After the cancer was found  in her brain, Mrs. Onassis received radiation therapy there and to her lower spinal cord for about a month. The treatment relieved her weakness, but she continued to experience pain in her neck, for which she was given pain medications. During this time she received her care at home and as a hospital out-patient.

On April 14, Mrs. Onassis was admitted to New York Hospital-Cornell Medical Center after she developed a perforated ulcer in her stomach, a complication of the steroid therapy. Surgeons sewed up the hole in the stomach that day.

However the cancer in her spinal cord and brain continued to worsen. Although a tube was placed in her brain to deliver an anti-cancer drug, a sophisticated but now standard form of therapy for this condition, the lymphoma in her brain did not respond to any therapy. During this period, she lost weight, her speech slowed; she was less alert and had difficulty walking.

A subsequent CAT scan showed that the lymphoma was in her liver in huge amounts.Doctors said there was nothing else medicine could offer. After consultation with her family and in keeping with the intent of her living will, Mrs. Onassis asked to go home from the hospital.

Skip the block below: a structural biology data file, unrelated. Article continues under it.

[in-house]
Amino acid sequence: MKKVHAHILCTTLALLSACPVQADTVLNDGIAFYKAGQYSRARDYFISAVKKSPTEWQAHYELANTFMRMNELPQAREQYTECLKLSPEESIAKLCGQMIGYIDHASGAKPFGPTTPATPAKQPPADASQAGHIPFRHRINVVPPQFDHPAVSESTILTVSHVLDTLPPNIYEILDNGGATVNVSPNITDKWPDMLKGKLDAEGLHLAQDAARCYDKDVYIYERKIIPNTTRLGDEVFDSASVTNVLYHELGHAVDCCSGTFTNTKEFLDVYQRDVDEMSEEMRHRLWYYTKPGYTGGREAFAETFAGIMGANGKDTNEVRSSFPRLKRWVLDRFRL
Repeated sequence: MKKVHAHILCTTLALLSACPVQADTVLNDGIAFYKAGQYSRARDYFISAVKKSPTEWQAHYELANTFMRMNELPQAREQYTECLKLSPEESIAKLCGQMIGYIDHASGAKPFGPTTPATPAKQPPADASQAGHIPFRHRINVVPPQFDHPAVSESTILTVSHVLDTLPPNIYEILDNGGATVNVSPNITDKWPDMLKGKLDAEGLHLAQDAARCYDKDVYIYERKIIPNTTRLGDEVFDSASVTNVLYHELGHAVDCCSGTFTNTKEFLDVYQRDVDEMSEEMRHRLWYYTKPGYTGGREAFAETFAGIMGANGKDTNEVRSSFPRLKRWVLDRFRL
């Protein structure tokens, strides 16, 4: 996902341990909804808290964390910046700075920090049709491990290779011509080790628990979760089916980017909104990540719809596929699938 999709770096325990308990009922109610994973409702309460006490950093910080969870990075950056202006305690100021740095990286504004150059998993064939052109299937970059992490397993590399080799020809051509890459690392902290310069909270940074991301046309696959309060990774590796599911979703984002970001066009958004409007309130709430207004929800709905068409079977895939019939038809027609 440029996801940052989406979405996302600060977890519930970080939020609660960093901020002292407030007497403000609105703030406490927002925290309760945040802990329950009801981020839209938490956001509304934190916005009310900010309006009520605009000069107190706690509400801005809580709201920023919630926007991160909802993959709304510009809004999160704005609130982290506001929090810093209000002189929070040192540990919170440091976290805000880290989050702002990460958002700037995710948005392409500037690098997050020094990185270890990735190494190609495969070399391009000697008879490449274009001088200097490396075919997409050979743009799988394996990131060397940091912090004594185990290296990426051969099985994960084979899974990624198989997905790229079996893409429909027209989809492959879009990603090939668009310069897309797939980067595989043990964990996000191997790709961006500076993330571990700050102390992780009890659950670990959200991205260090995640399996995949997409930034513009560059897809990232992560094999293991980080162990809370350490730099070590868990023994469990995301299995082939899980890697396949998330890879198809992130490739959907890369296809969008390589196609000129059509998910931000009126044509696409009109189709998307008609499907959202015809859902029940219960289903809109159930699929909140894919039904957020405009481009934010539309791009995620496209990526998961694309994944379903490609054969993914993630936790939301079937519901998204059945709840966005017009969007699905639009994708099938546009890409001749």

The above was reported in the New York Times of May 20 1994 (read article at following link   http://www.nytimes.com/1994/05/20/us/death-of-a-first-lady-no-more-could-be-done-mrs-onassis-was-told.html).

Harvey Diamond, in his best seller FIT FOR LIFE, A NEW BEGINNING, was more explicit in his description of Mrs. Onassis’s  battle with lymphoma…the following are excerpts from the book:

…..she was bombarded with drugs. Lots of powerful, virulent, energy-sapping, life-diminishing drugs. The New York Times stated that she “initially responded to therapy, but it (cancer) came back in her brain and spread through her body”

For the unrelenting pain in her neck, Mrs. Onassis received more drugs.  For the acute pneumonia she developed in her weakened state, she received more drugs.  Steroids were part of the mixture in her chemotherapy, which caused a perforated ulcer in her stomach.  In the middle of her ordeal, she had to be operated on to sew up the hole in her stomach.  She went from bad to worse, and as a final assault on her body, she was subjected to even more radiation and chemotherapy, only this time it was shot directly into her brain.  The cancer spread to her spinal cord, her liver, and throughout her body.  She became weak and disoriented, lost weight, developed shaking chills, her speech slowed, and she had difficulty walking.

A POINT TO PONDER